With Kashmir under complete lockdown Modi is testing the nerves of Kashmiris as to how long they can stand this pressure. Thousands of young Kashmiris have been arrested and hundreds have died while defying India’s cruel siege. The most serious aspect of his anti-Muslim policies is that he thinks he will be able to overcome the opposition.
The future of Afghanistan remains unpredictable in 2020 as civil war continues. It has been the longest war in American history and the U.S. is no closer to defeating the Taliban or to work out a peace agreement. The deadlock may continue, meanwhile, U.S. will keep withdrawing its forces from the current level of 12,000 to 8,000, or even less, and rely on using its firepower and intelligence sources to assist Afghan security forces. The controversy emanating from the recent presidential election is going to get worse as President Ghani’s rival Abdullah Abdullah has challenged the reliability of the elections.
Pakistan will have to increase its security on the Western border to prevent influx of refugees and infiltration of militant groups.
On the global front, U.S.’ formal withdrawal from the key nuclear treaty with Russia has given rise to the possibility of a new arms race and unpredictability at the strategic level. The treaty banned the use of missiles with ranges between 500 and 5,500 km. United States and NATO accuse Russia of having violated the treaty by deploying a new type of cruise missile that Russia denies. Moreover, with accusations of Russia meddling in U.S. elections, the relations between the two super-nuclear powers are unlikely to stabilize in the near future.
The U.S.’ strategic alliance with India is primarily meant to counter China’s growing influence in the Indian Ocean region. The U.S. has shown a tendency in the past to overlook Pakistan’s strategic predicaments due to out of proportion support to India using the Chinese pretext. It will empower India to a level that can put other regional states’ interests in jeopardy. While India would benefit at the economic and diplomatic level by this alignment, it will simultaneously maintain and foster its economic and trade relations with Beijing.
The U.S. categorized China its ‘strategic competitor’ in its National Security Strategy report in 2017. It fears that the rate at which the Chinese economy is growing in comparison to the U.S. it is possible that in the next two or three decades it could equal or overtake it. But as China’s economy has matured its GDP growth has slowed significantly to 6.6% in 2018 with projections by the IMF that it would fall to 5.5 % by 2024. Nonetheless, China would be a major economic player along with the U.S. Trade rivalry and friction on trade issues between the two and China are likely to continue in the near future.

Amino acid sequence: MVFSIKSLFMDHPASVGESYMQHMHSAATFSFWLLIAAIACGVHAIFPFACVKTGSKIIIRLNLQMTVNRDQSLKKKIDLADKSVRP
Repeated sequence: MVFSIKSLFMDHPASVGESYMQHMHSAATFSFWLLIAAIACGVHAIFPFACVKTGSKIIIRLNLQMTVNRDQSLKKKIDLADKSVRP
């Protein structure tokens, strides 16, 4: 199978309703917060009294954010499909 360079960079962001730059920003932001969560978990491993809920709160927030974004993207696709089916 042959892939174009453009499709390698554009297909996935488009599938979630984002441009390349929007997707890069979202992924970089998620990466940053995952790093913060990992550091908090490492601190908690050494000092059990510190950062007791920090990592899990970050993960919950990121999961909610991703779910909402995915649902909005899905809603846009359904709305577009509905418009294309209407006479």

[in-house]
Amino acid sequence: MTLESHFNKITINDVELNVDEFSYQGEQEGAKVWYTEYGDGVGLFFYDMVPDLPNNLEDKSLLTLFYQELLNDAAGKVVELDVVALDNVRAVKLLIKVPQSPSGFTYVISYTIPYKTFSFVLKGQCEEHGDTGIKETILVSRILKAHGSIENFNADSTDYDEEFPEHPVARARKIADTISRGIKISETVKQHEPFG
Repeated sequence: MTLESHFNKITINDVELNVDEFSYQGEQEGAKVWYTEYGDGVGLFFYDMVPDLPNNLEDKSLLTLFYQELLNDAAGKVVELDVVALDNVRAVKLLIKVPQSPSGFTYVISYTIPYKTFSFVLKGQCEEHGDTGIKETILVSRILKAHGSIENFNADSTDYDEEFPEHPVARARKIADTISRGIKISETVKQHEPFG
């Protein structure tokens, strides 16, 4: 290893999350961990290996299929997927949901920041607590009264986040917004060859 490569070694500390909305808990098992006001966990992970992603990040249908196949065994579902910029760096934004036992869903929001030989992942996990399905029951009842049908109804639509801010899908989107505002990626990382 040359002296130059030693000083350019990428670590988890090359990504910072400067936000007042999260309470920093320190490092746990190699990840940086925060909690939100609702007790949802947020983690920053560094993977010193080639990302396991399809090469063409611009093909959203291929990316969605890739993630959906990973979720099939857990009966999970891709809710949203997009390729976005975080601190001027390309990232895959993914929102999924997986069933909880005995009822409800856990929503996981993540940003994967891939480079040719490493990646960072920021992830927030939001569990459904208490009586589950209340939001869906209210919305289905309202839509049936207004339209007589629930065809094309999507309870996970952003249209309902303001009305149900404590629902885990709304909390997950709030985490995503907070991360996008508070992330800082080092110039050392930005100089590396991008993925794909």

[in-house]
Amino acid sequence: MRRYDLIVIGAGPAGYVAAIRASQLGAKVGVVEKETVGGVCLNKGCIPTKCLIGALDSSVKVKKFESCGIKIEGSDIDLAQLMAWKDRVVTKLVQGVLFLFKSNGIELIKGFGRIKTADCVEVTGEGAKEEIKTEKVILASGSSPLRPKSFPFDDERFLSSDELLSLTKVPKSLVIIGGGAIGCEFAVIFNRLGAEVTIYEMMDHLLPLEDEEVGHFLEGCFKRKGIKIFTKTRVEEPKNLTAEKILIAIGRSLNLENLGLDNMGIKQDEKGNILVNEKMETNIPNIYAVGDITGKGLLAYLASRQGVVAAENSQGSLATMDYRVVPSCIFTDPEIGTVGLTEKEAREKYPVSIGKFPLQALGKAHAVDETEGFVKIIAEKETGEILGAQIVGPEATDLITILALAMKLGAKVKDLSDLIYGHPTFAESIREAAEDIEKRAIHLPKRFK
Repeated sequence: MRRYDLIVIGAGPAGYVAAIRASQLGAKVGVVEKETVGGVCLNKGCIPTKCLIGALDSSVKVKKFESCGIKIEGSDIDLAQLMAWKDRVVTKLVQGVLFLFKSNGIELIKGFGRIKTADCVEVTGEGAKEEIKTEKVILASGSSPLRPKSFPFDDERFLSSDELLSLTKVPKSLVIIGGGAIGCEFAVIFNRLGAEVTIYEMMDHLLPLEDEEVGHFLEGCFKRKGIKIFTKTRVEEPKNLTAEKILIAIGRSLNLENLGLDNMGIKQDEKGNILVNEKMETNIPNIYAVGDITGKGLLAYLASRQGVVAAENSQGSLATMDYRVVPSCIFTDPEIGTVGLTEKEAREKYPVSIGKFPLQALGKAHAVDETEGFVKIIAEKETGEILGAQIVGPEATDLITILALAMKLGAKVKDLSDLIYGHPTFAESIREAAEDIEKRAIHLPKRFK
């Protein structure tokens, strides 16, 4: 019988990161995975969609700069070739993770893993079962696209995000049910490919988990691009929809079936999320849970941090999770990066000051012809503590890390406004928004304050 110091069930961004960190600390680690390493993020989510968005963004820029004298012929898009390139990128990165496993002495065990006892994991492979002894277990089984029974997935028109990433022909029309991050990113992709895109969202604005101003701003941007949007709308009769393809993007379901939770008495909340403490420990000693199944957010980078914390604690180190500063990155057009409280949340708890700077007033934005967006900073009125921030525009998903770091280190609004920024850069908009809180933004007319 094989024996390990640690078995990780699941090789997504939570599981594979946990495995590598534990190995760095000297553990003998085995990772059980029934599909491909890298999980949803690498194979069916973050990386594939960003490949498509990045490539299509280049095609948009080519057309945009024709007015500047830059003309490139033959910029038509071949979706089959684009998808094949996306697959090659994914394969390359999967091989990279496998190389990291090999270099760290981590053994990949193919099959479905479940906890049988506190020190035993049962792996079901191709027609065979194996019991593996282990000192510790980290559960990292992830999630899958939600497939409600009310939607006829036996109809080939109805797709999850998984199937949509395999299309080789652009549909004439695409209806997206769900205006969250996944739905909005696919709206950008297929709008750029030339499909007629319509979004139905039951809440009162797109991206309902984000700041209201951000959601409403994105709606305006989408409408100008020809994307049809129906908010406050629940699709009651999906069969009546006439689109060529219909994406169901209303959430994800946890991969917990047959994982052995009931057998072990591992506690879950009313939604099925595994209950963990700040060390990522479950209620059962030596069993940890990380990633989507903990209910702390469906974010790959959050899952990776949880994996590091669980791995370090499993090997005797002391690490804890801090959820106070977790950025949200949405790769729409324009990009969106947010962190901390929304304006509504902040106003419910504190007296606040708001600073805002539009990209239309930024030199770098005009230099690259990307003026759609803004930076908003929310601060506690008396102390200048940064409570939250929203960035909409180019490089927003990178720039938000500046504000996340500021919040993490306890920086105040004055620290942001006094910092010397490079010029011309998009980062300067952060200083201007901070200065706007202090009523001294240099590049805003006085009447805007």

The Chinese government controls fundamental economic factors like land and other resources either directly or indirectly. This practice would persist as long as the Chinese communist party is in power. While economic prosperity continues the Chinese will remain fully supportive of the regime.
The political turbulence in Hong Kong has been and will remain a source of concern for Beijing in the coming year. They were triggered by the introduction of the Fugitive Offenders Ordinance amendment bill by the Hong Kong government. This is perceived by a wide cross section of the population as an attempt to change the special status of Hong Kong. Foreign interference is also attributed for the riots by the Chinese government.
The hostility and misperceptions about China-Pakistan Economic Corridor (CPEC) have largely tapered off. Pakistan’s military has provided an effective security cover for the project. CPEC has contributed in strengthening the already existing strategic, economic and security bonds between China and Pakistan, and has taken them to a new level.
The writer is a retired Lieutenant General from Pakistan Army and an eminent scholar on national security and political issues.
E-mail: [email protected]